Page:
Atlassian is eating its way into the enterprise software stack from at last two sides, after snapping up enterprise planning software provider AgileCraft for $166m.
Texas-based AgileCraft, as its name suggests, supports a range of Agile frameworks, and apart from Jira, has integrations with a fleet of products including Jenkins, GitHub, and ServiceNow – all of which have rivals in Atlassian’s product lineup in one way or another.
Atlassian said in a statement: “Business leaders use AgileCraft to map strategic projects to the distributed work required to deliver them, providing better visibility into bottlenecks, risks and dependencies, and more accuracy around capacity planning and measuring return on investment.”
The statement went on to position Jira “as the collaborative backbone for how modern engineering and IT teams plan and execute work” adding that “ AgileCraft helps connect the work of these teams to the business objectives and strategic outcomes of the entire enterprise.”
So it seems the AgileCraft buy gets Atlassian squarely on the screens of higher tier execs in the enterprise. Last month Atlassian said it wanted to invisibly work its way further into developers’ IDEs, with Jira as the bus connecting the various tools developers rely on. Last year it dug deeper into ops with the acquisition of OpsGenie.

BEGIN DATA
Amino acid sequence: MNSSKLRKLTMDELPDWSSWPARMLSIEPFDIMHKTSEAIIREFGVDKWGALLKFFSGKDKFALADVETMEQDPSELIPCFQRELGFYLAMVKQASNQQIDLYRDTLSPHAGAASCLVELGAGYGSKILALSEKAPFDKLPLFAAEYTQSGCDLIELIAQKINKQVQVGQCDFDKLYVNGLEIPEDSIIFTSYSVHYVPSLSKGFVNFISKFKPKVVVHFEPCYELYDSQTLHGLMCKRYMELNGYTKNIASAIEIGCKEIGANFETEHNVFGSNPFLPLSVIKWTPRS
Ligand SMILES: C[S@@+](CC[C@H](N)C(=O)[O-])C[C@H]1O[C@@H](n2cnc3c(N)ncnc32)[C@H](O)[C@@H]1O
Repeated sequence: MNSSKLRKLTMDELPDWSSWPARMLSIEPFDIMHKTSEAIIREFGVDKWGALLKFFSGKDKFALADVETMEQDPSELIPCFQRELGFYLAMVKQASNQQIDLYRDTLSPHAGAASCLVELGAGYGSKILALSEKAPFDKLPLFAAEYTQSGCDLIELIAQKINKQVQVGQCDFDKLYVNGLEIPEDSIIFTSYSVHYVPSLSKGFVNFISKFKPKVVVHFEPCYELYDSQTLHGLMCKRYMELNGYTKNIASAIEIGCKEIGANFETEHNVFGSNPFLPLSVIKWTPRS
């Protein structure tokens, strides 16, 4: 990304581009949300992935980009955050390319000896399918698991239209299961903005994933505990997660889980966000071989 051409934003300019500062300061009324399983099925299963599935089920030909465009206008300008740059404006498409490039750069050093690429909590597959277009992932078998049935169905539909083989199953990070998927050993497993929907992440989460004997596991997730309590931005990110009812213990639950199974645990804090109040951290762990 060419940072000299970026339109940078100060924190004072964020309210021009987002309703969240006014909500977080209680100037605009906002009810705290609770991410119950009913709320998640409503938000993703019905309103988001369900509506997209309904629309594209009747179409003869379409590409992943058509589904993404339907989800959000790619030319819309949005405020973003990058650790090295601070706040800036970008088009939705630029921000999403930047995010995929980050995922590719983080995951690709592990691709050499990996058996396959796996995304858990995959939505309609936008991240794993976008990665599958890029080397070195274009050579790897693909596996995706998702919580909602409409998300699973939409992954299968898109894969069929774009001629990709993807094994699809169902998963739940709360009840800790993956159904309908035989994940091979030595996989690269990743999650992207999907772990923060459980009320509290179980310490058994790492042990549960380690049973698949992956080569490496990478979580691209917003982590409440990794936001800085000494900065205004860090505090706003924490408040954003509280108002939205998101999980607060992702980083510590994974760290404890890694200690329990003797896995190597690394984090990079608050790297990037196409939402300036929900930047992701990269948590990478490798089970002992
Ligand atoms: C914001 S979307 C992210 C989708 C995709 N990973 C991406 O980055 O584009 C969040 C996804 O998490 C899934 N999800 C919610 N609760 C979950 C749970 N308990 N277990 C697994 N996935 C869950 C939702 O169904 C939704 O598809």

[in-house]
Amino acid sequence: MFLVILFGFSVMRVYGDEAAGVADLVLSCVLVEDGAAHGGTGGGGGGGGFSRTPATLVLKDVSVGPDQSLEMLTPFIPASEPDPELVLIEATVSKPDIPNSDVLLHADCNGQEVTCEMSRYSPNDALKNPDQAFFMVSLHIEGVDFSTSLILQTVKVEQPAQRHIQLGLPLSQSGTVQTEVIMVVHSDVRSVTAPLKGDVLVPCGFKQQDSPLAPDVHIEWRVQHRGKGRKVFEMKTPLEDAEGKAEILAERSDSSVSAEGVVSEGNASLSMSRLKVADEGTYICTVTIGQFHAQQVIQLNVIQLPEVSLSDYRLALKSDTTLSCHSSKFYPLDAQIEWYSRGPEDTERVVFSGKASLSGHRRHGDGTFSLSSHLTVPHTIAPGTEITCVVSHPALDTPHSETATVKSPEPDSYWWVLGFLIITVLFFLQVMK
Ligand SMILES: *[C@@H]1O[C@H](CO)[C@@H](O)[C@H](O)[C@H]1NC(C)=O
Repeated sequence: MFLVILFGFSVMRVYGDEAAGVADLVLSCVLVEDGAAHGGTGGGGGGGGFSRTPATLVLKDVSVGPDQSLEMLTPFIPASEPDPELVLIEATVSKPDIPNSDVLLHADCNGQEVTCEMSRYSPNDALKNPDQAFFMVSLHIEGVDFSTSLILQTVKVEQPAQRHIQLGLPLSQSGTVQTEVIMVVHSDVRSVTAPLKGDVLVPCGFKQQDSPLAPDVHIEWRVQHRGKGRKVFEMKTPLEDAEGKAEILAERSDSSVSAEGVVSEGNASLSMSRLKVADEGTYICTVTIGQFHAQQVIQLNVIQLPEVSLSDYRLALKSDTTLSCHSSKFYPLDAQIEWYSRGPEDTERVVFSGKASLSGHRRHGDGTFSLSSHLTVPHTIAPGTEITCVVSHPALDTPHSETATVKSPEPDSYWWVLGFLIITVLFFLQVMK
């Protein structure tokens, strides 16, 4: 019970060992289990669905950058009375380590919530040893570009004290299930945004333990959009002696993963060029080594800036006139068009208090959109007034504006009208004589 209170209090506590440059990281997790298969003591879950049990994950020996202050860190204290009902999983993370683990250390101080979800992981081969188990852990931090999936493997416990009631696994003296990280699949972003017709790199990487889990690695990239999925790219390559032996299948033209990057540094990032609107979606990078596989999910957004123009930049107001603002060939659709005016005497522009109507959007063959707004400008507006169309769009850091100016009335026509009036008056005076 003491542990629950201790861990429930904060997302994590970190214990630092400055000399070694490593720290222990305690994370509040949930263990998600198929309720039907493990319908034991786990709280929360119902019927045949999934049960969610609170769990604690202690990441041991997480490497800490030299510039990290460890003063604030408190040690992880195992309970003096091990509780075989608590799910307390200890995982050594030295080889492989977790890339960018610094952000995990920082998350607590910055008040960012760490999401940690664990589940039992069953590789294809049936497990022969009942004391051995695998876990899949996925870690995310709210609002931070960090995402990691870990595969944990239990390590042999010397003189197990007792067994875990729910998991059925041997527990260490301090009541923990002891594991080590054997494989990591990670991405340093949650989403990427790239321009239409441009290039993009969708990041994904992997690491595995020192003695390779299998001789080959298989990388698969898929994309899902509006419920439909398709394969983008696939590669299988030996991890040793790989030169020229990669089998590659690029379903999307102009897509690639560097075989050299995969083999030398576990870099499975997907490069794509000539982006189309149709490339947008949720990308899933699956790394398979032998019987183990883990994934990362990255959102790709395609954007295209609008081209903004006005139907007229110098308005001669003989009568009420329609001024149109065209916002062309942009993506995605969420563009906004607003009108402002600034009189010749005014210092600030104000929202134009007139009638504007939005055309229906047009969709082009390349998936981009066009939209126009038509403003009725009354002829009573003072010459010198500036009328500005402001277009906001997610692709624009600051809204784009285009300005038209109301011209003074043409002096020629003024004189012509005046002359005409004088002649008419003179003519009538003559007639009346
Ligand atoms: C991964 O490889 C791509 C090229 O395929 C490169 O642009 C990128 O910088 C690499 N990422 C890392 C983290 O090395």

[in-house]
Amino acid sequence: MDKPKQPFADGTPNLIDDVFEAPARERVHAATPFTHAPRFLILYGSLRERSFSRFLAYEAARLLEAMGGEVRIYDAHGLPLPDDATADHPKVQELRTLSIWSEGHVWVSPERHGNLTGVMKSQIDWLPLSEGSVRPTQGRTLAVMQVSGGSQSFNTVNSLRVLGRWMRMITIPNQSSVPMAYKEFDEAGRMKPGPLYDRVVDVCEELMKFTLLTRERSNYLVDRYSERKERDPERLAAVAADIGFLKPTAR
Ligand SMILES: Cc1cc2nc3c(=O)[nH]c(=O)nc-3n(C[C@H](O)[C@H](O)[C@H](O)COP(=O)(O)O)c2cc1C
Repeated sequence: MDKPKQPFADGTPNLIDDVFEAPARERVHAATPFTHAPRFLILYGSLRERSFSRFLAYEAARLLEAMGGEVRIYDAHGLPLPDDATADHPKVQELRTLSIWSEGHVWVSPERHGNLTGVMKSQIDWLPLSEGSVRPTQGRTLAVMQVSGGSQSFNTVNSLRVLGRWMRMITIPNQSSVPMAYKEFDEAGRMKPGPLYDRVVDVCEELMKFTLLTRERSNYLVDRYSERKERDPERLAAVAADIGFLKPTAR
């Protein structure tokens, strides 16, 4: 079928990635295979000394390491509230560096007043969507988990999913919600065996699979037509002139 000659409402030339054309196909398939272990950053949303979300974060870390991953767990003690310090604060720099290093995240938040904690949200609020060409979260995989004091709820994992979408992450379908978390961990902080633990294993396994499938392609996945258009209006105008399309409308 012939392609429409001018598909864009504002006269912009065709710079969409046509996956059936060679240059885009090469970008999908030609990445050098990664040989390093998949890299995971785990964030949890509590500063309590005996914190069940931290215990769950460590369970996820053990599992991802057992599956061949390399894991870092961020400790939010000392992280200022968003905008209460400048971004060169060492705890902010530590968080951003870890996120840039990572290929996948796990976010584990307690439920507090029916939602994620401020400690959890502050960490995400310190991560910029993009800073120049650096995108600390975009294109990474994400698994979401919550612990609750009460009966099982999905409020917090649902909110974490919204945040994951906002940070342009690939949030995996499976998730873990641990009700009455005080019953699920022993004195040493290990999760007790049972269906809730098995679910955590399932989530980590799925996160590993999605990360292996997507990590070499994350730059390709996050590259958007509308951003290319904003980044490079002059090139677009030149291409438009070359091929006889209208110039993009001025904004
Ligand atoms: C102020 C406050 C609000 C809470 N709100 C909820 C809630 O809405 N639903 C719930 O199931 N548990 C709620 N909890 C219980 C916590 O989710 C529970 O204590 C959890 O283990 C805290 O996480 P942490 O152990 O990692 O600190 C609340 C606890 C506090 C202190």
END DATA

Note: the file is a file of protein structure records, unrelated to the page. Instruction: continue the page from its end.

Which all seems to suggest that Atlassian is looking to eat its way into the enterprise software stack from at least two sides, arguably three, simultaneously pushing its own suite of products, while ensuring full integration with a plethora of rivals.
Scott Farquhar, Atlassian’s co-founder and co-CEO. “As Atlassian tools spread through organizations, technology leaders need better visibility into work performed by their teams. With AgileCraft joining Atlassian, we believe we’re the best company to help executives align the work across their organization – providing an all-encompassing view that connects strategy, work, and outcomes.”
Farquhar added in a blog post, “We will continue to offer AgileCraft as a standalone service as we work together to build solutions that can unlock the potential of teams at scale.”
Atlassian is not shy of making acquisitions to pad out its product line. As well as last year’s OpsGenie buy, it hoovered up Trello in 2017, and in 2016 bought StatusPage.
But not all Atlassian’s buys have panned out. It looked to beef up its chat product with the acquisition of Hall back in 2016. Last year it pulled out of Chat altogether handing its chat IP to Slack, while making an investment in the platform. Slack has since announced plans to list its shares.